Marco Benedetti’s Personal Visconti
The Visconti-Sforza deck is a hybrid mash-up of sixty-eight original cards painted by Bonifacio Bembo about 1450, six cards that were created by a different artist around 1475, and four cards that are still missing and have to be recreated by a contemporary artist whenever the deck is republished. Marco Benedetti has never been happy with the ten replacement cards, and dreamt for years of creating his own version of these cards that would enhance the deck rather than detract from it. This deck brings his personal vision into fruition. By drawing on other works by Bembo for most of the replacement cards, he has revived the deck’s original spirit.
Benedetti has had a long and intense relationship with the Visconti-Sforza, dating from 1975 when he purchased his first deck. In 1996, he created his elegant and minimalist homage to the Visconti-Sforza in tempera on gold leaf for an art exhibit. He currently prints this deck on demand in gold and silver foil. The Personal Visconti deck described here is a beautiful testament to his life-long love for the Visconti-Sforza deck.
Here are the details on Benedetti’s twelve replacement cards.
The original Temperance card is one of three cards painted about 1475 that show a woman standing in a blue gown sprinkled with gold stars holding a symbolic item. This card has been replaced by the Temperance card from the Ercole d’Este deck that was hand painted in mid fifteenth-century Florence or Ferrara (now located in Yale University). I’m very happy to see the original Strength card, showing a man who seems to be clubbing a lion, replaced by the woman and lion from the Visconti di Modrone (Cary Yale) deck, painted by the Bembo workshop about 1442.
The Star, Moon, Sun series from 1475 includes two more standing female figures in blue gowns, plus the Sun card as the mask of Helios held by a putto skateboarding across the sky. Benedetti wanted to associate this series with Venus, Diana and Apollo, so he surveyed art history looking for appropriate examples. The Star card is from the painting A Nymph at her Bath by Charles-Andre Van Loo in the first half of the 18th century, while the Sun is from Apollo and Hermes by Pierre Narcise Guerin in the early 19th century. The Moon figure is taken from a wall fresco in Pompeii and the background is collaged from the Moon card in the Visconti di Modrone deck.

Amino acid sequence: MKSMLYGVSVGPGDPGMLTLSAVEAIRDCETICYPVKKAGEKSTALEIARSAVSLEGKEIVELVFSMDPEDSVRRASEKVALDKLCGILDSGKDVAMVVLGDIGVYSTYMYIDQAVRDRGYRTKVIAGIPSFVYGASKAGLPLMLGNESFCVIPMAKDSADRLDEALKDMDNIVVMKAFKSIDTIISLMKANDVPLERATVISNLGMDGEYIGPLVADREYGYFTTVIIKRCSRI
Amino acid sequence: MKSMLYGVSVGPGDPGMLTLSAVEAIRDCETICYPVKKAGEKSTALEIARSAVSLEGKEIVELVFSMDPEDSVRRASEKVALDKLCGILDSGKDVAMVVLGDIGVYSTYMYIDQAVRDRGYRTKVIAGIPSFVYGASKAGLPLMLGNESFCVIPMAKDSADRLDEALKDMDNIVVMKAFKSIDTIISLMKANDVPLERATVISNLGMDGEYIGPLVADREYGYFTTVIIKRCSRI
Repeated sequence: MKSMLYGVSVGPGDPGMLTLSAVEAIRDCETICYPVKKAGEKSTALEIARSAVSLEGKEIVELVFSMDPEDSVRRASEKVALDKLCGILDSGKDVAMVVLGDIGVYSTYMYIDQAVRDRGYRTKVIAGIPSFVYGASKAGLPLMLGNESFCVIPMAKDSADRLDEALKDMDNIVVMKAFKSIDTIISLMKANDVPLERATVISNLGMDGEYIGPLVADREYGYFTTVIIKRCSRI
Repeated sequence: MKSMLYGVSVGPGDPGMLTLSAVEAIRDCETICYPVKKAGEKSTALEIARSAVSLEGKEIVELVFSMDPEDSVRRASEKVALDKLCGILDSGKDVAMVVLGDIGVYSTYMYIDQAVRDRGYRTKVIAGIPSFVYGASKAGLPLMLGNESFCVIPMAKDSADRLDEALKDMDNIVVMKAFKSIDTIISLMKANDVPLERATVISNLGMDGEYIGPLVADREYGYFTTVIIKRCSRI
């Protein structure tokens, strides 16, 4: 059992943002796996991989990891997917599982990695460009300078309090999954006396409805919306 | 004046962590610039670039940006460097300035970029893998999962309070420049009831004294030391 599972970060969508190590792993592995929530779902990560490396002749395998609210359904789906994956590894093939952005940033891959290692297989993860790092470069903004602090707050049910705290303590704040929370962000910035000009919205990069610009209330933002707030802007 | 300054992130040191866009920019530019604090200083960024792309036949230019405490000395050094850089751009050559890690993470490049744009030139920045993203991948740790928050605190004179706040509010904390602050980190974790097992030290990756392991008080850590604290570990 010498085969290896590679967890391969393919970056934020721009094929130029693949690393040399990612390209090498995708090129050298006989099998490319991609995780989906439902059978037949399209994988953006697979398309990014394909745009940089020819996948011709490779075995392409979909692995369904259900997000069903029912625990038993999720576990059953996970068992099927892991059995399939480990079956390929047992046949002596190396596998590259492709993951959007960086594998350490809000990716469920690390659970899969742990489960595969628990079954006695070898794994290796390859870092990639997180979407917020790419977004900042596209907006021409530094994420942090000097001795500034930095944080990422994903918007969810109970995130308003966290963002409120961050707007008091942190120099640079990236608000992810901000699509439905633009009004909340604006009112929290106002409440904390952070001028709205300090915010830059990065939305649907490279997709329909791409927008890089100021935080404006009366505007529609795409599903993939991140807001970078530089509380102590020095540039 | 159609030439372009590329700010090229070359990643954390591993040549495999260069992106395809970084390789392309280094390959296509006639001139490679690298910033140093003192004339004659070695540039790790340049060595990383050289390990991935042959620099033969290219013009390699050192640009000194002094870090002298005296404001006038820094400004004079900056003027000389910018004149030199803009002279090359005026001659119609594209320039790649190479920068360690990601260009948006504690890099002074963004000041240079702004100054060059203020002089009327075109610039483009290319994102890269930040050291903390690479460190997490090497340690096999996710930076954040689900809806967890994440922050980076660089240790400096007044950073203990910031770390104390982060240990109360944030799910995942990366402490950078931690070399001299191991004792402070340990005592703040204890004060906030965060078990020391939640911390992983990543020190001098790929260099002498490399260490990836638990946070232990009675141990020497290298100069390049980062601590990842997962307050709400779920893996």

Three more Modrone cards are used as substitutes for the Death, Judgment and World cards. The fist two cards were in the original 1450 deck, but Benedetti prefers the Modrone cards as he feels they are more attractive and make more of an impact than the original cards.
Currently Missing Cards
The Tower and Devil are currently missing from the deck, so it’s anyone’s guess what the originals looked like. Benedetti created these cards from Bonifacio Bembo’s illustrations for La Tavola Ritonda a book of Arthurian romance illustrated with 289 pen and ink sketches in the International Gothic style. (Codice Palatino 556, Biblioteca Nazionale Centrale, Firenze).
This rendition of the Tower is true to the spirit of Tower cards in previous centuries. In many early decks, this card was called the Thunderbolt and illustrated a sudden catastrophe, not necessarily a falling tower. The Devil was inspired by a similar illustration derived from Bembo and posted online several years ago by Mario Mendez Filesi.
The missing Knight of Coins was created using the horse from the Knight of Coins in the Brambilla-Brera deck (painted by the Bembo workshop about 1442 and located in the Pinacoteca di Brera, Milan). The Page of Coins from the Visconti-Sforza deck sits on the horse, making this one of the few decks where the knight matches the other court cards in the suit. The Three of Swords has the correct vertical orientation, which is inverted in some decks.
When you purchase this deck, you get 86 cards, the original 74 Visconti-Sforza cards plus the 12 cards described above. The cards are facsimiles that have not been touched up, so the uneven ageing and wear on the cards is visible. The cards are 3.5 by 7.0 inches, about same size as the originals. The card stock is smooth, sturdy and flexible. The backs are plain red. The cards are housed in a custom-made wooden box with a card printed on the cover and a personalized inscription on the inside.
To order a deck, contact Marco Benedetti at tarot @ marcobenedetti.it
See Benedetti’s entire line of decks on his facebook page:
Here are my reviews of other Marco Benedetti decks:
Rosenwald Bordi Rivoltinati
Tarocco Bolognese Al Mondo
Nicolas Rolichon Tarot
I Tarocchi Rosenwald
I Tarocchi Benedetti: Visconti-Sforza Homage